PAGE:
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Thames Hospice plans for Bray Lake are approved despite opposition

Despite vocal opposition, a new hospice at Bray Lake in Windsor Road was approved by councillors on Tuesday night.

During discussion about whether to allow the new 28-bed Thames Hospice, Cllr Phillip Bicknell (Con, Park) opened up about his personal experience of the hospice.

He told the Borough Wide Development Management Panel that his first wife died there.

“I think unless you’ve experienced what this charity does and how it goes about its business it is very difficult to be able to understand design and layout and so forth," he said.

“It is important to understand that this is the last part of somebody’s life generally, they don’t spend very long in this place in fact I think my wife was there for a couple of weeks.

“This is all about the mind and more than that it is about the families and people connected to that person.”

He was responding to concerns about the scale and design of the building, which will be 12 metres high and include internal and external gardens.

The plans include an education centre and will combine both Paul Bevan House, a day centre in Ascot and Pine Lodge in Windsor.

It was a full house at the meeting held at the Town Hall with supporters of Thames Hospice in favour and residents objecting to the proposal.

Some shouted out their objections and clapped during the meeting, causing chairman Cllr Malcolm Alexander to ask for ‘quiet please’ on more than one occasion.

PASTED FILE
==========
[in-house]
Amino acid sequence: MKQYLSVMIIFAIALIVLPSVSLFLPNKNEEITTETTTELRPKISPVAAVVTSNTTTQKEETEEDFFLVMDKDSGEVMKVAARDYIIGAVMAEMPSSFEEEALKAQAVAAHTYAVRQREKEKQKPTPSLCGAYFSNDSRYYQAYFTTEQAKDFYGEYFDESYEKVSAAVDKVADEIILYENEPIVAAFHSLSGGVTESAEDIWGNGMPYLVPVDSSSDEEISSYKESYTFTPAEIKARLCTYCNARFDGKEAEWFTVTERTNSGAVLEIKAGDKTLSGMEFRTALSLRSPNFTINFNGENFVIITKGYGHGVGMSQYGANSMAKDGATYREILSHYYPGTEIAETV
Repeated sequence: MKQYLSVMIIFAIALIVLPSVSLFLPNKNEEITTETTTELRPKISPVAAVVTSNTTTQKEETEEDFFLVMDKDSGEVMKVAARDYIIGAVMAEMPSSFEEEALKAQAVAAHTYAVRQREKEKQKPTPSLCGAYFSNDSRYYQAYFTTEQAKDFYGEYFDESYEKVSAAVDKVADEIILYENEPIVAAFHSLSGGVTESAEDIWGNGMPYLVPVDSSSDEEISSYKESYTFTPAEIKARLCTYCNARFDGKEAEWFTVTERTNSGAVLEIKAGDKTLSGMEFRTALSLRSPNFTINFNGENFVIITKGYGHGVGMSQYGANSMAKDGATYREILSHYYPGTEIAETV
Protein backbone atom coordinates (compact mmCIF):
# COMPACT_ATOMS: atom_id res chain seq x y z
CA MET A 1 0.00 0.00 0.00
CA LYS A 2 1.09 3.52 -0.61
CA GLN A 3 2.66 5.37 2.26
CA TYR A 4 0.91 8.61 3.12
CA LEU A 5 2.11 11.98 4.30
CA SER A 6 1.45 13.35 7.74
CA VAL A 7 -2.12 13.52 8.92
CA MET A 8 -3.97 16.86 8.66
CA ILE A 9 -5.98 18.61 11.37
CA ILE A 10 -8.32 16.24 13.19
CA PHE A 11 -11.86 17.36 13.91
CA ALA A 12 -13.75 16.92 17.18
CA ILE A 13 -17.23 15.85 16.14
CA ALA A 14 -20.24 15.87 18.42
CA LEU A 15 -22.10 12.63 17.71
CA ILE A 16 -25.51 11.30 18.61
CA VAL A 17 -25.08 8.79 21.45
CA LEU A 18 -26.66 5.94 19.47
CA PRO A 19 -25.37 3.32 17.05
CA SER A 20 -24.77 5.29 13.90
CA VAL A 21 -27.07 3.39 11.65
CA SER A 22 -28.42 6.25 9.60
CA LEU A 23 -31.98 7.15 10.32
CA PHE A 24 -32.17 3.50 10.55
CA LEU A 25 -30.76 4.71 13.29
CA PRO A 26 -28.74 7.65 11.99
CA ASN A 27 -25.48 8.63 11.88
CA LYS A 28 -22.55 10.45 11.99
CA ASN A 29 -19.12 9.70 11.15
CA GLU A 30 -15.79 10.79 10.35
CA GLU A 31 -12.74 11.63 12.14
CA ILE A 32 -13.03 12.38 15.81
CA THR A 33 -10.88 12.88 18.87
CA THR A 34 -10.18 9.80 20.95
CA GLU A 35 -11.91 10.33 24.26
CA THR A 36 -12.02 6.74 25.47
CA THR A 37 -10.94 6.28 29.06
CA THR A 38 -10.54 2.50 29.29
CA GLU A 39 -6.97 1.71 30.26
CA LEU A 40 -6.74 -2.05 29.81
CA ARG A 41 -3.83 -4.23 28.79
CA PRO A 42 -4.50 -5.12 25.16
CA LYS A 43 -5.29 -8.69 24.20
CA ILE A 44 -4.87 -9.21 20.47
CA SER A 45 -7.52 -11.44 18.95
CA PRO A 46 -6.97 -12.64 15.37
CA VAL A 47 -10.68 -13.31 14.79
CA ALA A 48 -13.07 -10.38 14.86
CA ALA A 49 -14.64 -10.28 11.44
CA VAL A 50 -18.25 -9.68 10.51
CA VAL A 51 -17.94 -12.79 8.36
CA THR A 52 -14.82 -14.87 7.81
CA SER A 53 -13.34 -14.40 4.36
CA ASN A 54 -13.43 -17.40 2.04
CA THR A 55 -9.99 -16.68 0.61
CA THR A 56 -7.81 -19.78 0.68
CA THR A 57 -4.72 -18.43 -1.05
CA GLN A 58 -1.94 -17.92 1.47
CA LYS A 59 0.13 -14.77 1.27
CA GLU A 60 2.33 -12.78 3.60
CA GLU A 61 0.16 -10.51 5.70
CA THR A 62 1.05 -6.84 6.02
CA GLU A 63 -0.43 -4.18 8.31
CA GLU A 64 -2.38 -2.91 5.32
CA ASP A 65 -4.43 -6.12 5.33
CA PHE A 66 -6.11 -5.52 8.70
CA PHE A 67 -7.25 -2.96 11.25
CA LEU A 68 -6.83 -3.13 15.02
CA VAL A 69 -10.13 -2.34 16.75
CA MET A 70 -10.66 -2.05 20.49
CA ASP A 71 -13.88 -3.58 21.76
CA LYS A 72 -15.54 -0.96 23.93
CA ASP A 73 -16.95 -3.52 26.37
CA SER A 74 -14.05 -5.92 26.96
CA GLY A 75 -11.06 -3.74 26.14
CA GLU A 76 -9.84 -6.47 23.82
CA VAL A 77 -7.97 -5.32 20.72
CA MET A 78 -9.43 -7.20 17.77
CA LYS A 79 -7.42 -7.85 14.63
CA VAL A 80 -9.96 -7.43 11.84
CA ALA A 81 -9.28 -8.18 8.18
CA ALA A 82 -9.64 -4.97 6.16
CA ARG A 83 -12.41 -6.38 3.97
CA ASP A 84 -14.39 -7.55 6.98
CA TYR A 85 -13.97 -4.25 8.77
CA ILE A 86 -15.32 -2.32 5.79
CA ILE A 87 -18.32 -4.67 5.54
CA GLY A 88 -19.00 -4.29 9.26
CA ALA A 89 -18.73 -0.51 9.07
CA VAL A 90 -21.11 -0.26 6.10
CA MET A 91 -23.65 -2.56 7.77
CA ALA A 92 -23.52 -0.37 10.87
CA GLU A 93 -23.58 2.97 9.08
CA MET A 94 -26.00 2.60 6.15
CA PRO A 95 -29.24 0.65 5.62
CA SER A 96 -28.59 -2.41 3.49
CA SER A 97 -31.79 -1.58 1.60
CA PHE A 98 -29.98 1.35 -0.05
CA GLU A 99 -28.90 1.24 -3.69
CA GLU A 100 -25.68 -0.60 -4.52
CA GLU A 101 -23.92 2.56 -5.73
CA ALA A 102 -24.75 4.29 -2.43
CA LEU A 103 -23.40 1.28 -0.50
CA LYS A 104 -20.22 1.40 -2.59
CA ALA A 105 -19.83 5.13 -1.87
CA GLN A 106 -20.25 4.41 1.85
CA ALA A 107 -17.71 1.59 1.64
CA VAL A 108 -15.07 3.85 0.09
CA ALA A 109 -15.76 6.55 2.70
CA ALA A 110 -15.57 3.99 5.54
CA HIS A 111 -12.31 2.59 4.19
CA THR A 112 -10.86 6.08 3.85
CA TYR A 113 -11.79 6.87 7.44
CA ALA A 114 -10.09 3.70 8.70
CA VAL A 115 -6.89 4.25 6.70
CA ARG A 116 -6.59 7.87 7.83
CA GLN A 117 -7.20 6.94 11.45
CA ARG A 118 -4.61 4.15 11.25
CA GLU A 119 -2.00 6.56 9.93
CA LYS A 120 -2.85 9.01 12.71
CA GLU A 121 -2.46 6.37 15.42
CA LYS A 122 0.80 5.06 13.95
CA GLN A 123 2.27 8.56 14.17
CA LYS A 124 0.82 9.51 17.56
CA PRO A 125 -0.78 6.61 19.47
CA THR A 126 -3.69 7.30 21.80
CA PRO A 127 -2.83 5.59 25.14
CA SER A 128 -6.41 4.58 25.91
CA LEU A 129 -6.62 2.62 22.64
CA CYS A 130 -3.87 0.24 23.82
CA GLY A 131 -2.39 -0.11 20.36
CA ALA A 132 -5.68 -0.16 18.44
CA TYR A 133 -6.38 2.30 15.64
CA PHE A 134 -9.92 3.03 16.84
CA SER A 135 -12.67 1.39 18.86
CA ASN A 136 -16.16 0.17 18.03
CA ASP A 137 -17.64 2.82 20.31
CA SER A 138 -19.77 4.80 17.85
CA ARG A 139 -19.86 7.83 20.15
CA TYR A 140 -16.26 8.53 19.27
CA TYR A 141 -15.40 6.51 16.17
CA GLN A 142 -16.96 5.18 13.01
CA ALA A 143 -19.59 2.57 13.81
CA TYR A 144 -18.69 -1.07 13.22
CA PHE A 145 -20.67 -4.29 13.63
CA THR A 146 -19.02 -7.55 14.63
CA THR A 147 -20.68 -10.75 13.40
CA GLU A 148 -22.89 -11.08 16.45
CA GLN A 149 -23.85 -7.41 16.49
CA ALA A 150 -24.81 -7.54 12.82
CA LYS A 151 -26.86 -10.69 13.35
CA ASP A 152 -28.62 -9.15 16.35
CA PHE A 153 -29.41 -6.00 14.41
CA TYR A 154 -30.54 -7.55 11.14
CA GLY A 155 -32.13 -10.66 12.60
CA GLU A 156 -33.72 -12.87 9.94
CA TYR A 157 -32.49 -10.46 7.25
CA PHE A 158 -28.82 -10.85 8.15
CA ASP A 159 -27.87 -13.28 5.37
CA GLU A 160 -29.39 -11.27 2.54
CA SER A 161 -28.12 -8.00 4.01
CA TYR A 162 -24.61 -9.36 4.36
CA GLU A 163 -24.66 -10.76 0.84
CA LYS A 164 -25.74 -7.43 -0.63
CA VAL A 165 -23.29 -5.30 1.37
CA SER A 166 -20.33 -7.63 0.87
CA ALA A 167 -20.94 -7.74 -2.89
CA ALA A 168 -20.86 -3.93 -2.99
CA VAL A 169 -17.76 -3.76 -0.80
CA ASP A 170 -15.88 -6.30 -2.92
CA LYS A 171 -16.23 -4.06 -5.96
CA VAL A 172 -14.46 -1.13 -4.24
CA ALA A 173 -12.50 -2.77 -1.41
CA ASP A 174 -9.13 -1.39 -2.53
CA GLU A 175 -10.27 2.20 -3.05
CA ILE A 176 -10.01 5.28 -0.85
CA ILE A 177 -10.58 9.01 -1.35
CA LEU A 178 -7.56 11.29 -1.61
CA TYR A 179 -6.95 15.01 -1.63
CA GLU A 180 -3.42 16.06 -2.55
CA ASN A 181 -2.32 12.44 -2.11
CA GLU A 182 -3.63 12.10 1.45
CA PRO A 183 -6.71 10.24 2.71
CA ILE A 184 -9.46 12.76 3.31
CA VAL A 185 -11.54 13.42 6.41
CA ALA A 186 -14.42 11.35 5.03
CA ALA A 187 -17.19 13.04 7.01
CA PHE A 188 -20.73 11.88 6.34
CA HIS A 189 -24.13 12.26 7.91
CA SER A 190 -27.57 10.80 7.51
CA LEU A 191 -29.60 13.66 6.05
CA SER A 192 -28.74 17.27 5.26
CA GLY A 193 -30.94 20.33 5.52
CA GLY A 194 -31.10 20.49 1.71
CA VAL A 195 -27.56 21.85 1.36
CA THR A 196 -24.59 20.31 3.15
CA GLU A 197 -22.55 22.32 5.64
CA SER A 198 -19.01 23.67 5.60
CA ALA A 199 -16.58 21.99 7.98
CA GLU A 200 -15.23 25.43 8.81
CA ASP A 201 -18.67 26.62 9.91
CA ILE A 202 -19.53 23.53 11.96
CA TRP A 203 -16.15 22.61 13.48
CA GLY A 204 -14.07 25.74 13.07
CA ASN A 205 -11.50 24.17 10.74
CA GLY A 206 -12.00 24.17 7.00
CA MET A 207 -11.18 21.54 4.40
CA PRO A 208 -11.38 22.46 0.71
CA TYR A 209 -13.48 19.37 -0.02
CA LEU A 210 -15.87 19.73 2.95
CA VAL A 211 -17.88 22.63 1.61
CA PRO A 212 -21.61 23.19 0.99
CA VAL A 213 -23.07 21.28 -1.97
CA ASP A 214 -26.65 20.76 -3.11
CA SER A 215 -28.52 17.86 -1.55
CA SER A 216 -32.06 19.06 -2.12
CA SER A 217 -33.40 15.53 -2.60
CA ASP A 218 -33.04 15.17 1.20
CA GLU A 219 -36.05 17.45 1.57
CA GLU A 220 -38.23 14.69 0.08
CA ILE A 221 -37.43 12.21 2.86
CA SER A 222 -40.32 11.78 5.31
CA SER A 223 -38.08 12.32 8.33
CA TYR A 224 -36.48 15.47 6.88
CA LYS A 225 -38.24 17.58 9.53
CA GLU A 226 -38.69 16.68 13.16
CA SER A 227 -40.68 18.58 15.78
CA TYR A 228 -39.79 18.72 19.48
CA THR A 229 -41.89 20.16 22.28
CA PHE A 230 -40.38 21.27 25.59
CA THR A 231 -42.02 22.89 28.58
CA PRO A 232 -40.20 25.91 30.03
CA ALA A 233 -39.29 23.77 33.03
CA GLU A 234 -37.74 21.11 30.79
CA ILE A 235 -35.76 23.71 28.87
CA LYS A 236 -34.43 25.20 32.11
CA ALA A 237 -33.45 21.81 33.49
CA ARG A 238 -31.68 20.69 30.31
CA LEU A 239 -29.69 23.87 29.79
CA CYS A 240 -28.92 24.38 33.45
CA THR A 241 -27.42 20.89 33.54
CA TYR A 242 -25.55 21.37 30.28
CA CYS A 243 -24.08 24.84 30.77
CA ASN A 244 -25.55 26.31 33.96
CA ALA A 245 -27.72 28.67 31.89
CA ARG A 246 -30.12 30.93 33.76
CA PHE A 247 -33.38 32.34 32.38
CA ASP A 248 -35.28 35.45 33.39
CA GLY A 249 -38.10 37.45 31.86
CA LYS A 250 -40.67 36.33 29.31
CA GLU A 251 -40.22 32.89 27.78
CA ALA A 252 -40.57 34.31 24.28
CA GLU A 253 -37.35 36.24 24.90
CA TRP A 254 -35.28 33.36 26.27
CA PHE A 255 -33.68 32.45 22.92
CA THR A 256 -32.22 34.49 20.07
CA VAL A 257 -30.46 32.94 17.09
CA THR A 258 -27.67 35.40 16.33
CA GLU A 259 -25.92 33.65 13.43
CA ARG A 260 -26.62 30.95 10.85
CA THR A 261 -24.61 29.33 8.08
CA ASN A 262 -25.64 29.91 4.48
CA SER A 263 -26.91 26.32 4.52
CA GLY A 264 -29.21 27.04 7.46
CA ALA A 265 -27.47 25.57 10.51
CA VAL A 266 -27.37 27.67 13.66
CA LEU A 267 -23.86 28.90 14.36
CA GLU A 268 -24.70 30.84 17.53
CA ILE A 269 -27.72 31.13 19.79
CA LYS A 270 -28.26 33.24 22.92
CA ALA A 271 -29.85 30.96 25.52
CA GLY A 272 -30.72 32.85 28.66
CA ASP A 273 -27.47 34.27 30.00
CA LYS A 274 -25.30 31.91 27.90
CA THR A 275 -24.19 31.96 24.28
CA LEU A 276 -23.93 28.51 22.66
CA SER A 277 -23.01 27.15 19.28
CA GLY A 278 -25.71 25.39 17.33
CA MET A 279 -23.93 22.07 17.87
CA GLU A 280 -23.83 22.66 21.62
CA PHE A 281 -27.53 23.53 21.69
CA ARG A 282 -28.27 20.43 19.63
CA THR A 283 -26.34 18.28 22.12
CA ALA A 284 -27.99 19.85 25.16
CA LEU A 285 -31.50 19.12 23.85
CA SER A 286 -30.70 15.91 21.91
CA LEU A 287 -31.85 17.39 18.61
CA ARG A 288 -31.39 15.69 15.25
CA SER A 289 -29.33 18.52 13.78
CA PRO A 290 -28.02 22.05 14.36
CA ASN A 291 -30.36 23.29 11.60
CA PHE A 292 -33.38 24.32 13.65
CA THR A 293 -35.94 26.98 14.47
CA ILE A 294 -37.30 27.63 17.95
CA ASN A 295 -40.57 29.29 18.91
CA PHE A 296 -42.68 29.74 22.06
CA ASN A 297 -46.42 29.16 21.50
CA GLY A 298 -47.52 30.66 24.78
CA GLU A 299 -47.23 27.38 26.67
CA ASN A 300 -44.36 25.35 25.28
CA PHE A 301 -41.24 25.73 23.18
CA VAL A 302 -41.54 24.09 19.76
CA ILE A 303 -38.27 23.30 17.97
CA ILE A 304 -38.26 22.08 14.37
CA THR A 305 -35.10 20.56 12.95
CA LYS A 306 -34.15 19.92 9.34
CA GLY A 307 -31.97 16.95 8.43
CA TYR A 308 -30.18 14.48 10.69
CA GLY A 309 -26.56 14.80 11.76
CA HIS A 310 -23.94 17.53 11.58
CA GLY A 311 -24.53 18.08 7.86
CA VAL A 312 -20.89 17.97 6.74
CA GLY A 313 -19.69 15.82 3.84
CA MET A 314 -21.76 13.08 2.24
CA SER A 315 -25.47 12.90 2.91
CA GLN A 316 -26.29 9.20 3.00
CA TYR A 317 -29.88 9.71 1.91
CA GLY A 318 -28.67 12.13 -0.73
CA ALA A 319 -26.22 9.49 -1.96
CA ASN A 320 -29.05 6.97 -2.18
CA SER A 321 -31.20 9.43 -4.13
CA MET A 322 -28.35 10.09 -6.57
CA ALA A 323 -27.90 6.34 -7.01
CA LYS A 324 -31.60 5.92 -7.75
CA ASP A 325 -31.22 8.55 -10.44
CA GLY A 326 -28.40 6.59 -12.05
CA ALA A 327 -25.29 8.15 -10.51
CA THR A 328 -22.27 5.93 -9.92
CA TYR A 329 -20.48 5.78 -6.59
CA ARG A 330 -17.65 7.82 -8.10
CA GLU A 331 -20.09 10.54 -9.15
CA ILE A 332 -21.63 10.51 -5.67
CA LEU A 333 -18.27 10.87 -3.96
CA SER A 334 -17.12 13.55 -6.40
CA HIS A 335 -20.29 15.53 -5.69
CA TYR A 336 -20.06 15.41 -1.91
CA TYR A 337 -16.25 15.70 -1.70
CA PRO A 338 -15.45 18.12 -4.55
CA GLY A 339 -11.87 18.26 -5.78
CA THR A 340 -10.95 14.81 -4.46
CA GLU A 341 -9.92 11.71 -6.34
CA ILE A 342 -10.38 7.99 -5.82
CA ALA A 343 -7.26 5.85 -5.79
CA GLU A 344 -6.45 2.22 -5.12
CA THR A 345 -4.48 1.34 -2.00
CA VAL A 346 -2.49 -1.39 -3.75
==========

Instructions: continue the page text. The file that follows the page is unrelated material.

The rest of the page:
Chairman of Bray Parish Council Cllr Ken Elvin spoke at the meeting to outline the parish council’s objections to the new development.

He suggested Heatherwood Hospital in Ascot, which is due to be redeveloped, as a preferable location for the new hospice.

“The new Heatherwood would have a modern GP practice on site that can serve the hospice patients rather than relying on the already busy Holyport Surgery,” he said.

Cllr Elvin finished by saying the new hospice is ‘without doubt a good thing’ but could be built in a 'more appropriate' location.

Anu Chawla, of Windsor Road, spoke on behalf of a group of residents 'strongly objecting' to the proposal, she also started a petition to keep the site as greenbelt land which was signed by more than 200 people.

“Residents are concerned there is a predisposition to allow the proposal at any cost and without regard to the wellbeing of the existing residents,” she said.

She described the development as ‘overbearing’ and said it would 'urbanise and dominate' the neighbourhood.

Concerns about the expected three per cent traffic on the already busy road was discussed extensively by councillors, but in a named vote they voted to ‘defer and delegate’ 11 to two.

This means head of planning Jenifer Jackson will negotiate, assess conditions, and approve the application.

Cllrs Malcolm Beer (Old Windsor Residents Association) and Adam Smith (Con, Riverside) voted against the proposal.

In a statement after the meeting, the hospice’s chief executive Debbie Raven said she hopes to open the doors to the new site in 2020.

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